Seeking Any Advice

Hello, I am writing to ask for advice to help me be a bit more decisive. From experience, which area in IT is most attractive and maybe even perhaps fun? How do I narrow down which areas in IT that I want to focus on? What certificates should I try to obtain next, can I go straight to Security+? Any and all advice are welcomed, thanks in advance.

Comments

  • BigMevyBigMevy Posts: 68Member ■■■□□□□□□□
    techtia wrote: »
    I am writing to ask for advice to help me be a bit more decisive. From experience, which area in IT is most attractive and maybe even perhaps fun? How do I narrow down which areas in IT that I want to focus on? What certificates should I try to obtain next, can I go straight to Security+?

    Any and all advice are welcomed, thanks in advance.

    Asking which areas of IT are most attractive and fun is going to result in answers as varied as the responders. The best thing you can do is get some experience and that will give you better insight into what you find is interesting and what isn't. That will at least get you pointed in a direction. The certificates you mentioned are good entry ones to work on, and it will broaden your knowledge of the various areas of IT, and perhaps help you choose a path.

    If you're not working currently, try volunteering for some IT work with non-profits or the like. It will get you started in the field and help you start developing some idea of your likes/dislikes.

    Good luck.
  • $bvb379$bvb379 Posts: 155Member
    I am somewhat in the same position as you. A piece of advice, apply for any and all jobs you come across. Don't worry about what the sheet says when it list required experience or qualifications. You will most likely have to start in some kind of tech support or entry level job. Apply and take an entry level job like tech support at a larger company like Verizon, AT&T, or something at that scale. They just need to know you aren't an idiot and you should be able to move up quickly. For people with degrees and certs, these positions are simply "test" positions. Companies like hiring from within so taking one on the chin for a low paying, low level position is fine if you can swing it. Not sure what your financial situation is like.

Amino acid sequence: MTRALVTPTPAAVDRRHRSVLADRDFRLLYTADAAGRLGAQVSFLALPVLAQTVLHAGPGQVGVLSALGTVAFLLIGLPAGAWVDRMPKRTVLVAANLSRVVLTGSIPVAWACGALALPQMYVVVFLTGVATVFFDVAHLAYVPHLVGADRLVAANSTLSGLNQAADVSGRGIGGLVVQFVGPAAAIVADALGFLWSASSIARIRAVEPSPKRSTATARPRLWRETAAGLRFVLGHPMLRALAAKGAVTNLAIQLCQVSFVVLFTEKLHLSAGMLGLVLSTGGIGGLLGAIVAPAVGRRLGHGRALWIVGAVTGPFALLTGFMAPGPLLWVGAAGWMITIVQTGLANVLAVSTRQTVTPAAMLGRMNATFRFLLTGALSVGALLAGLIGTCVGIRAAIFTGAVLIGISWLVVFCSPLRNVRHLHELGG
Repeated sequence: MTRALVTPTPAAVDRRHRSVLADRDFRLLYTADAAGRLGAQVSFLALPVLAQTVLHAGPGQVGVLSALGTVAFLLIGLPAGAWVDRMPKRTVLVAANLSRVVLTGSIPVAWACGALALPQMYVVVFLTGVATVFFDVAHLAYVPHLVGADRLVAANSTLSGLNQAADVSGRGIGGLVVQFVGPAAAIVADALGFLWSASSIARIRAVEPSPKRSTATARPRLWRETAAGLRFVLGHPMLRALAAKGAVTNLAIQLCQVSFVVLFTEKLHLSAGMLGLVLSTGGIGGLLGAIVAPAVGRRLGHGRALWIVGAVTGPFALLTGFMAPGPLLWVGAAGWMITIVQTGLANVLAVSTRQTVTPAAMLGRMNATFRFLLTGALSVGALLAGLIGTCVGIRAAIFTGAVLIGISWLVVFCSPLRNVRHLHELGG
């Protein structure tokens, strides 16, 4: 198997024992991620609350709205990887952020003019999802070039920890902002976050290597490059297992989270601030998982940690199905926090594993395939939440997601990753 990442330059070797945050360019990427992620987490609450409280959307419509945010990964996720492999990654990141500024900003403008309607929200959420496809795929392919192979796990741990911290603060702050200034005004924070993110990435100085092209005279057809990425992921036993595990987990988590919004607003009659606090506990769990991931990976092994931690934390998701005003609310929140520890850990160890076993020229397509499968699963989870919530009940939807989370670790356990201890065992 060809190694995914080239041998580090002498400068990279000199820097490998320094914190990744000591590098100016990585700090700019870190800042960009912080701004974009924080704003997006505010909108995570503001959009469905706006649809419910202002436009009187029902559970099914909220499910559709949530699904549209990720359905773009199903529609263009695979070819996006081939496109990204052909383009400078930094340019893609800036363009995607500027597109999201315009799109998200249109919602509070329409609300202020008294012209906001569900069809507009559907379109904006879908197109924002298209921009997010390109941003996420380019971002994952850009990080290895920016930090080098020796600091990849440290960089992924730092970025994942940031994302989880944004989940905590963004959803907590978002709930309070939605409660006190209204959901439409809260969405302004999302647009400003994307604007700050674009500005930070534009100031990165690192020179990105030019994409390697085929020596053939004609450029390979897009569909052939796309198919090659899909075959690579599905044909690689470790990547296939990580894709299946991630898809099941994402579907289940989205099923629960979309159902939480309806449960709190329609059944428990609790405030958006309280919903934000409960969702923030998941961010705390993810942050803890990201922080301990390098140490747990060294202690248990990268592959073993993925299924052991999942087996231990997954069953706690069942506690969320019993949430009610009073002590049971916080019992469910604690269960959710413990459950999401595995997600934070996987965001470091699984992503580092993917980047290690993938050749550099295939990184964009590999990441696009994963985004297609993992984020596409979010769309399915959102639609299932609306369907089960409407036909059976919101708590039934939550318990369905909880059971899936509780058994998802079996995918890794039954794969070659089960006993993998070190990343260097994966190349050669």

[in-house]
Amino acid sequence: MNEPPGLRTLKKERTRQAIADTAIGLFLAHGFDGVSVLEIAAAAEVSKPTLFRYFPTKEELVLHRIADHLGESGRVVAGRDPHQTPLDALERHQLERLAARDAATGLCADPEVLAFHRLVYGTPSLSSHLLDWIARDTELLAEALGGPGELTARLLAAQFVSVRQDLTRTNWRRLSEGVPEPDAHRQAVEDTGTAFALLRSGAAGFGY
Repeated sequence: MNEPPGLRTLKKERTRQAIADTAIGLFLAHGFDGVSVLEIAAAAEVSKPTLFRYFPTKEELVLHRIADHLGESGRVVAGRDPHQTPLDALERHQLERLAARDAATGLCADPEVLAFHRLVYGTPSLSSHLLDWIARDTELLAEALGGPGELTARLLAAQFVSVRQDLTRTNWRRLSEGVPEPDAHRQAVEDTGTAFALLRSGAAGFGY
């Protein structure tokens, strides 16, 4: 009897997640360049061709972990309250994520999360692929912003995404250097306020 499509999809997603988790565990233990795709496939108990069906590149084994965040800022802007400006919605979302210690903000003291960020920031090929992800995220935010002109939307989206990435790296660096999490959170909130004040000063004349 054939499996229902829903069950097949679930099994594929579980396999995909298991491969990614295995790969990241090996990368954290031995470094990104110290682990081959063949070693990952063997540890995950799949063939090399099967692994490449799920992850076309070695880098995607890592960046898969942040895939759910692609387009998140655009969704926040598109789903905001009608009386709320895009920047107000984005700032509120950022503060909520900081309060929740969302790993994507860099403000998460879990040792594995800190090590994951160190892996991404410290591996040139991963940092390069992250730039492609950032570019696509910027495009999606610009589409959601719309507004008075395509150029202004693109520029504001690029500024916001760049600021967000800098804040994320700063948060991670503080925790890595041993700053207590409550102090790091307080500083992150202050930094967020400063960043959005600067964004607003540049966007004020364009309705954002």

Going back to applying for jobs. Just be honest on your resume and be honest to the recruiter/HR person/hiring manager. I had a company call me yesterday and the guy pretty much told me up front that there are more qualified people for the position (nothing I haven't heard before). I told him my situation and he was impressed that I was so ambitious to get in the industry, so he set me up for an internship interview this Friday. I also graduated in 2013 so for someone to give me a chance to intern after I graduated really surprised me. The pay is low but he said I will be doing exactly what the people Tier 1 people do and they start at around $65K.

    Networking is also very important. Ask your parents (assuming you are in your 20's) if they know anyone who works at IT companies. They most likely do.
  • UnixGuyUnixGuy SABSA, GCFA, GPEN, CISM, RHCE, Security+, Server+, eJPT, CCNA Posts: 4,050Mod Mod
    Get any job in your field of study (business). Fun starts AFTER you gain valuable HARD skills, think 3~5 yrs down the road when you have experience and knowledge and are able to solve interesting problems. Work to pay the bills and have fun outside work.
    Goal: MBA, Jan 2021
  • TheFORCETheFORCE Senior Member Posts: 2,297Member ■■■■■■■■□□
    BigMevy wrote: »
    Asking which areas of IT are most attractive and fun is going to result in answers as varied as the responders. The best thing you can do is get some experience and that will give you better insight into what you find is interesting and what isn't. That will at least get you pointed in a direction. The certificates you mentioned are good entry ones to work on, and it will broaden your knowledge of the various areas of IT, and perhaps help you choose a path.

    If you're not working currently, try volunteering for some IT work with non-profits or the like. It will get you started in the field and help you start developing some idea of your likes/dislikes.

    Good luck.

    Couldn't have said it better. This is a good advice. By us telling you this field or that field doesn't mean you will like it. Only you will know what you like by experiencing some of the areas on your own in an entry position to start with.
  • dcarey4698dcarey4698 Posts: 56Member ■■□□□□□□□□
    The more attractive field is going to vary depending on the person. You just have to do some research on the different fields and make a decision based off of what you think is interesting.
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